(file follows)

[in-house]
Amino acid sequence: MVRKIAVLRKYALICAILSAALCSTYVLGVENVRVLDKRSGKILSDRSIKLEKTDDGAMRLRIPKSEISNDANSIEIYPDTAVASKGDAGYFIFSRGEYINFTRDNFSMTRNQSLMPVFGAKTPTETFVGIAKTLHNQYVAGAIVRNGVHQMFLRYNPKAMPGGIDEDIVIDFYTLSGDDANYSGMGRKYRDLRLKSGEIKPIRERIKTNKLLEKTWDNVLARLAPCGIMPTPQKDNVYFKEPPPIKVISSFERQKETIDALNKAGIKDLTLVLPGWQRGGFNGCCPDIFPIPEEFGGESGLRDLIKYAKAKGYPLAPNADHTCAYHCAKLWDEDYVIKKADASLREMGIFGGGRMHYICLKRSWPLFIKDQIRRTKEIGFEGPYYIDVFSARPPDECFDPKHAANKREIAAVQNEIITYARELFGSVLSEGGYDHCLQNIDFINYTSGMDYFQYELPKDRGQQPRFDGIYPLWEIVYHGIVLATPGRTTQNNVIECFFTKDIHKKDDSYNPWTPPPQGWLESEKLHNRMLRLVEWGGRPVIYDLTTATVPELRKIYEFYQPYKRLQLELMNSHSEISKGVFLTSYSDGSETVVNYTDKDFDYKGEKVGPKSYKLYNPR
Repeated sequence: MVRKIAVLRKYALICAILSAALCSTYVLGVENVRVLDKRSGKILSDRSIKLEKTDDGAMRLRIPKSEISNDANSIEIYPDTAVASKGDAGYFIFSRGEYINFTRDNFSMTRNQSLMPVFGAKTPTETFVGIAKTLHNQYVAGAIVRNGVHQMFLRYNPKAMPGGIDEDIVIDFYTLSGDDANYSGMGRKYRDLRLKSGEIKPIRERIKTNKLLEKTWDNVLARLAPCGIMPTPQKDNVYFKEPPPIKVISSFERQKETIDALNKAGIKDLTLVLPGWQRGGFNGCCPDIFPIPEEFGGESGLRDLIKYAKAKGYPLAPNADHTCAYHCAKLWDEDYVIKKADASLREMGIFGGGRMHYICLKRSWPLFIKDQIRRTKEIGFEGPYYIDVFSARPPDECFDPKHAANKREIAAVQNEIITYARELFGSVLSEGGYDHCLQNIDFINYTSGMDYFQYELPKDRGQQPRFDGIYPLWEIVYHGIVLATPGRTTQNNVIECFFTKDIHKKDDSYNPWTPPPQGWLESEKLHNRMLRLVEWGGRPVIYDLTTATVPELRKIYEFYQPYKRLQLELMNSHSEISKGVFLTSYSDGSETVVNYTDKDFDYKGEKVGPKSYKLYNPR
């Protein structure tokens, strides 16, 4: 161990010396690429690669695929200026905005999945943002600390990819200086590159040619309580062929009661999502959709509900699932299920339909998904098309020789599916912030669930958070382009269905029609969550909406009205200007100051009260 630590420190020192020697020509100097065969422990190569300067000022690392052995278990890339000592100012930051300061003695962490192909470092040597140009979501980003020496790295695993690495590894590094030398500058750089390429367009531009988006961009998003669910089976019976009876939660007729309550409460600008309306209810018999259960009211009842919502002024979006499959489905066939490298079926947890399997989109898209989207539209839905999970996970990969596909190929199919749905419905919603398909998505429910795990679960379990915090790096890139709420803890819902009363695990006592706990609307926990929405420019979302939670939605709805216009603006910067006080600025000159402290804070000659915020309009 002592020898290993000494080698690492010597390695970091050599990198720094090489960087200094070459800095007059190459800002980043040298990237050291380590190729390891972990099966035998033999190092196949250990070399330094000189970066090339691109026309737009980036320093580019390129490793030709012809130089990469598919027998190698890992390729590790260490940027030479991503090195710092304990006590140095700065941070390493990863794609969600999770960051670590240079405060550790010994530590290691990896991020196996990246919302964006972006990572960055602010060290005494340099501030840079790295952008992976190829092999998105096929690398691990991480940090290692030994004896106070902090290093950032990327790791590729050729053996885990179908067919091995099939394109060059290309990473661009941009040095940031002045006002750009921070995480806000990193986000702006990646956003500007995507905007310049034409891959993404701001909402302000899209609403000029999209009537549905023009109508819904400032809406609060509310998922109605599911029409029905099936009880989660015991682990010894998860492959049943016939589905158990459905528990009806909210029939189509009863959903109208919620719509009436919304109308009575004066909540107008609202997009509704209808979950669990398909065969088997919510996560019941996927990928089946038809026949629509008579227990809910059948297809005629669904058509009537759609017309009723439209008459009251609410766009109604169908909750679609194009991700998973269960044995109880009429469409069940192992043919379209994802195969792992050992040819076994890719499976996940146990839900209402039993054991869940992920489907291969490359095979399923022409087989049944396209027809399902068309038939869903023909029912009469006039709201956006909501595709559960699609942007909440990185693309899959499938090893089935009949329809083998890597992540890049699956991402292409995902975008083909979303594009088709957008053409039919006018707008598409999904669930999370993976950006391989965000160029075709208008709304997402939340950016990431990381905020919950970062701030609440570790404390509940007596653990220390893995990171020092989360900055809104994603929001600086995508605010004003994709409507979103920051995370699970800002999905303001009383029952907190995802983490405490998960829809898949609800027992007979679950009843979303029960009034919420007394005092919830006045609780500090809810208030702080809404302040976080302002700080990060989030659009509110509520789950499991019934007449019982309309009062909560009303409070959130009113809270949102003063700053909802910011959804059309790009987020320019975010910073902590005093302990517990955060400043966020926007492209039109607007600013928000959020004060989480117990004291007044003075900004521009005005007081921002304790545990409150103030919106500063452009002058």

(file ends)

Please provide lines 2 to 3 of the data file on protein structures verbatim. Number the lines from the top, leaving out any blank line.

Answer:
Amino acid sequence: MVRKIAVLRKYALICAILSAALCSTYVLGVENVRVLDKRSGKILSDRSIKLEKTDDGAMRLRIPKSEISNDANSIEIYPDTAVASKGDAGYFIFSRGEYINFTRDNFSMTRNQSLMPVFGAKTPTETFVGIAKTLHNQYVAGAIVRNGVHQMFLRYNPKAMPGGIDEDIVIDFYTLSGDDANYSGMGRKYRDLRLKSGEIKPIRERIKTNKLLEKTWDNVLARLAPCGIMPTPQKDNVYFKEPPPIKVISSFERQKETIDALNKAGIKDLTLVLPGWQRGGFNGCCPDIFPIPEEFGGESGLRDLIKYAKAKGYPLAPNADHTCAYHCAKLWDEDYVIKKADASLREMGIFGGGRMHYICLKRSWPLFIKDQIRRTKEIGFEGPYYIDVFSARPPDECFDPKHAANKREIAAVQNEIITYARELFGSVLSEGGYDHCLQNIDFINYTSGMDYFQYELPKDRGQQPRFDGIYPLWEIVYHGIVLATPGRTTQNNVIECFFTKDIHKKDDSYNPWTPPPQGWLESEKLHNRMLRLVEWGGRPVIYDLTTATVPELRKIYEFYQPYKRLQLELMNSHSEISKGVFLTSYSDGSETVVNYTDKDFDYKGEKVGPKSYKLYNPR
Repeated sequence: MVRKIAVLRKYALICAILSAALCSTYVLGVENVRVLDKRSGKILSDRSIKLEKTDDGAMRLRIPKSEISNDANSIEIYPDTAVASKGDAGYFIFSRGEYINFTRDNFSMTRNQSLMPVFGAKTPTETFVGIAKTLHNQYVAGAIVRNGVHQMFLRYNPKAMPGGIDEDIVIDFYTLSGDDANYSGMGRKYRDLRLKSGEIKPIRERIKTNKLLEKTWDNVLARLAPCGIMPTPQKDNVYFKEPPPIKVISSFERQKETIDALNKAGIKDLTLVLPGWQRGGFNGCCPDIFPIPEEFGGESGLRDLIKYAKAKGYPLAPNADHTCAYHCAKLWDEDYVIKKADASLREMGIFGGGRMHYICLKRSWPLFIKDQIRRTKEIGFEGPYYIDVFSARPPDECFDPKHAANKREIAAVQNEIITYARELFGSVLSEGGYDHCLQNIDFINYTSGMDYFQYELPKDRGQQPRFDGIYPLWEIVYHGIVLATPGRTTQNNVIECFFTKDIHKKDDSYNPWTPPPQGWLESEKLHNRMLRLVEWGGRPVIYDLTTATVPELRKIYEFYQPYKRLQLELMNSHSEISKGVFLTSYSDGSETVVNYTDKDFDYKGEKVGPKSYKLYNPR